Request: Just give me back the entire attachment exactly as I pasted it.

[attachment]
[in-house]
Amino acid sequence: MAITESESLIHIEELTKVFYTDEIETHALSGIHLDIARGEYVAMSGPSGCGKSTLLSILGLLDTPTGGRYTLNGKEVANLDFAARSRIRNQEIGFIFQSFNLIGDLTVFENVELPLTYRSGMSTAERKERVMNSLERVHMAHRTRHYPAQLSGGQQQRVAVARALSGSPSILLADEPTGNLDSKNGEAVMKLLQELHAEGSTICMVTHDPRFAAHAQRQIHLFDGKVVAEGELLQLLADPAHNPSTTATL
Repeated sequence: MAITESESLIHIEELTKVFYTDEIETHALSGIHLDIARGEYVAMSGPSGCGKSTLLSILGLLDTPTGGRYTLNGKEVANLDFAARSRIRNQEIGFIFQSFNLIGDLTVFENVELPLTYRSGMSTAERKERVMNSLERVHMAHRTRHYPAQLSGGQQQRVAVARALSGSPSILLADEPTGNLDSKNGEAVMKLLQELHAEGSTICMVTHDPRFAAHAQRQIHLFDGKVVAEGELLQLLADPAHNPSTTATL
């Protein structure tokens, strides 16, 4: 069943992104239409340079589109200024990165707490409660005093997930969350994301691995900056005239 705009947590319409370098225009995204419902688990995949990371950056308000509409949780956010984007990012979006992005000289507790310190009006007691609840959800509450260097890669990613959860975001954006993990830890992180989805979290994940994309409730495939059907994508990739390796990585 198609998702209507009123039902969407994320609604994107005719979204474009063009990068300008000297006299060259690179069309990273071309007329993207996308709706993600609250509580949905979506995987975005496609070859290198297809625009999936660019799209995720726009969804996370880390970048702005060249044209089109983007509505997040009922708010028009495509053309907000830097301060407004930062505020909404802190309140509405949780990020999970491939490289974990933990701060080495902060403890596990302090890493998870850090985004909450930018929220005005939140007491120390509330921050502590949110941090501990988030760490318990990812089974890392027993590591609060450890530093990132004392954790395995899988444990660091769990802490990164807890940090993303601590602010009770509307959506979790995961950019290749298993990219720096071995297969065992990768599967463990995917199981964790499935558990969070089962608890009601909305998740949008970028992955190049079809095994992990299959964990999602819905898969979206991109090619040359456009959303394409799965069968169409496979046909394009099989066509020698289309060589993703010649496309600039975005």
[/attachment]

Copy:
[in-house]
Amino acid sequence: MAITESESLIHIEELTKVFYTDEIETHALSGIHLDIARGEYVAMSGPSGCGKSTLLSILGLLDTPTGGRYTLNGKEVANLDFAARSRIRNQEIGFIFQSFNLIGDLTVFENVELPLTYRSGMSTAERKERVMNSLERVHMAHRTRHYPAQLSGGQQQRVAVARALSGSPSILLADEPTGNLDSKNGEAVMKLLQELHAEGSTICMVTHDPRFAAHAQRQIHLFDGKVVAEGELLQLLADPAHNPSTTATL
Repeated sequence: MAITESESLIHIEELTKVFYTDEIETHALSGIHLDIARGEYVAMSGPSGCGKSTLLSILGLLDTPTGGRYTLNGKEVANLDFAARSRIRNQEIGFIFQSFNLIGDLTVFENVELPLTYRSGMSTAERKERVMNSLERVHMAHRTRHYPAQLSGGQQQRVAVARALSGSPSILLADEPTGNLDSKNGEAVMKLLQELHAEGSTICMVTHDPRFAAHAQRQIHLFDGKVVAEGELLQLLADPAHNPSTTATL
């Protein structure tokens, strides 16, 4: 069943992104239409340079589109200024990165707490409660005093997930969350994301691995900056005239 705009947590319409370098225009995204419902688990995949990371950056308000509409949780956010984007990012979006992005000289507790310190009006007691609840959800509450260097890669990613959860975001954006993990830890992180989805979290994940994309409730495939059907994508990739390796990585 198609998702209507009123039902969407994320609604994107005719979204474009063009990068300008000297006299060259690179069309990273071309007329993207996308709706993600609250509580949905979506995987975005496609070859290198297809625009999936660019799209995720726009969804996370880390970048702005060249044209089109983007509505997040009922708010028009495509053309907000830097301060407004930062505020909404802190309140509405949780990020999970491939490289974990933990701060080495902060403890596990302090890493998870850090985004909450930018929220005005939140007491120390509330921050502590949110941090501990988030760490318990990812089974890392027993590591609060450890530093990132004392954790395995899988444990660091769990802490990164807890940090993303601590602010009770509307959506979790995961950019290749298993990219720096071995297969065992990768599967463990995917199981964790499935558990969070089962608890009601909305998740949008970028992955190049079809095994992990299959964990999602819905898969979206991109090619040359456009959303394409799965069968169409496979046909394009099989066509020698289309060589993703010649496309600039975005």